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Tesla Not Interested In Building Ultra-Long-Range Electric Cars, Elon Musk Says

The Lucid Air and Tesla Model S are two of the most efficient electric cars you can buy today. Why does one go much further than the other?

Ever since the Lucid Air went on sale, the interwebs have been buzzing with speculation about whether Tesla would get into a “range war” with Lucid. The Air has the longest range of any of the production electric cars you can buy today, 520 miles according to the EPA. That’s a whole lot more than the Tesla Model S Long Range, which has an EPA rating of 405 miles.

In a tweet this week, Elon Musk said Tesla is not really interested in getting into a contest with Lucid or anyone else to see who can build electric cars with the longest range.

Consumer Reports senior policy analyst Chris Harto agrees with Musk. He tells Business Insider, “We see 250 to 300 miles as the sweet spot for most consumers, where most consumers are going to be able to do all of their daily driving, weekly driving, using a vehicle with that kind of range.”

In last year’s pot-smoking interview with Joe Rogan, Musk asked why automakers don’t offer supersized gas tanks that offer 2,000 miles of range. “People basically figured out that actually carrying that much fuel around, it’s not worth it. Some of this stuff you can do for bragging rights, but then bragging rights are going to get old fast.”

Charging Speed vs. Range

When fast chargers were few and far between, the range of electric cars was pretty important — and it still is. Realistically, we know that bashing the superslab at 85 mph, towing a camper, driving in freezing temperatures, and climbing mountains all take a toll on range. So it’s not like range isn’t important. It’s just that being able to recharge on trips in a half hour or less instead of an hour or more is a huge paradigm shift. As a practical matter, few of us want to be behind the wheel for 5, 6, or 7 hours straight.

We also — most of us, anyway — are not driving more than a few hundred miles in a typical day and enjoy the luxury of recharging our batteries overnight. The typical EV driver plugs in once or twice a week, so the range metric is a sideshow that has little relevance to everyday driving needs. And when it does matter, fast chargers will soon be able to keep us charged up while we take a restroom break, grab a coffee, and stretch our legs.

Efficiency of Electric Cars

The true measure of an electric car is efficiency, and one measure of efficiency is how much energy is needed to travel one mile at 60 mph. In a recent article, my colleague Johnna Crider told us about a detailed analysis of the Lucid Air Dream and the Tesla Model S Plaid performed by MotorMatchup, which found the power needed to overcome air resistance and rolling resistance — taking into account the curb weight, coefficient of drag, and coefficient of rolling resistance — was 12.295 kW for the Tesla Model S Plaid and 12.46 kW for the Lucid Air Dream.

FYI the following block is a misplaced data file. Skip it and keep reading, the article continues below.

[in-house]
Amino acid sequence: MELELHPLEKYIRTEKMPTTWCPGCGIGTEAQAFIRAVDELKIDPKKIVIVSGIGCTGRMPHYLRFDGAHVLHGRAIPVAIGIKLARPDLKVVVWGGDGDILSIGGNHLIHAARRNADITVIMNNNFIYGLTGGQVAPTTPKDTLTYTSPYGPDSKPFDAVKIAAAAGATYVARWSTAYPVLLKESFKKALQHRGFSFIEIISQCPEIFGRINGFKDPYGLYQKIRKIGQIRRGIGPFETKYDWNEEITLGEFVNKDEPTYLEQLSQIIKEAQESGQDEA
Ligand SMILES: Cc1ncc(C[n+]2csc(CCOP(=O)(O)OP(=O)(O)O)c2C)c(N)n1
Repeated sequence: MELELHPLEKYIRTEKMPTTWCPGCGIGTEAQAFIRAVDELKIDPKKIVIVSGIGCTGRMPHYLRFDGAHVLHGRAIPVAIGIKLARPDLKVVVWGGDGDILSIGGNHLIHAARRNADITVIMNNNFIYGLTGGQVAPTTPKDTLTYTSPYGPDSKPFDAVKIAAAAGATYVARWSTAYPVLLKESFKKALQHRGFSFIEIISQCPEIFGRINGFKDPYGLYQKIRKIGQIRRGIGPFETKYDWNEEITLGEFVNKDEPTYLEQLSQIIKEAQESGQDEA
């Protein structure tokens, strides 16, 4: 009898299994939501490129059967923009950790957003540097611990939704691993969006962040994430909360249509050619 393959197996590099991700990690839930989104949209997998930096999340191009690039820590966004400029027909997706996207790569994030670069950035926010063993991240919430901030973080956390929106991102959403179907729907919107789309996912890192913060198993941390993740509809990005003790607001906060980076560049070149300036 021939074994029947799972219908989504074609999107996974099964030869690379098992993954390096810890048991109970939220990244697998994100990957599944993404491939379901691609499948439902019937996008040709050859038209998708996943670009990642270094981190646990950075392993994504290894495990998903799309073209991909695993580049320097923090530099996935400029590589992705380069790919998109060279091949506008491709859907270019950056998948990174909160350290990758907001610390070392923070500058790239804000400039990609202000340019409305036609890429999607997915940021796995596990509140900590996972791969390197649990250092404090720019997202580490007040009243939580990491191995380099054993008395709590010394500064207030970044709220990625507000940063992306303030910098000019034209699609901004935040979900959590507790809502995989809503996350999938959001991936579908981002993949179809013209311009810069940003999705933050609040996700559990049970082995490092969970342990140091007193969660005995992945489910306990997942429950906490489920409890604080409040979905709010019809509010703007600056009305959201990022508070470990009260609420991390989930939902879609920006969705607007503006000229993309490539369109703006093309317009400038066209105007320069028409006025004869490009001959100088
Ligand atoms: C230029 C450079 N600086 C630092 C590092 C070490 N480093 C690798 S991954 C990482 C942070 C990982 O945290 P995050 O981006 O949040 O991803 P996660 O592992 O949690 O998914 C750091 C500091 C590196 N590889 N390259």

The Takeaway

So, what’s the difference between the two cars? Battery size and price. The Lucid is a very efficient car and kudos to Rawlinson and his team for accomplishing that. But every car is a compendium of compromises. Bigger batteries cost more and have a higher carbon footprint. More weight requires more powerful motors and bigger brakes, along with beefier suspension components and crash protection structures.

Colin Chapman, the founder of Lotus, was the original champion of efficiency. “To go faster, add lightness,” he said. Elon is right. Massive batteries that require their full capacity less than 1% of the time are costly and wasteful. Peter Rawlinson is also right. A car that can go 520 miles before recharging is inherently appealing to many drivers.

This is why they make Coke and Pepsi, why there is a Burger King across the street from every McDonald’s, and why you can buy both chocolate and vanilla ice cream at your local grocery store. The takeaway is this: Drive an electric car. Be happy!

 
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Steve writes about the interface between technology and sustainability from his homes in Florida and Connecticut or anywhere else the Singularity may lead him. You can follow him on Twitter but not on any social media platforms run by evil overlords like Facebook.

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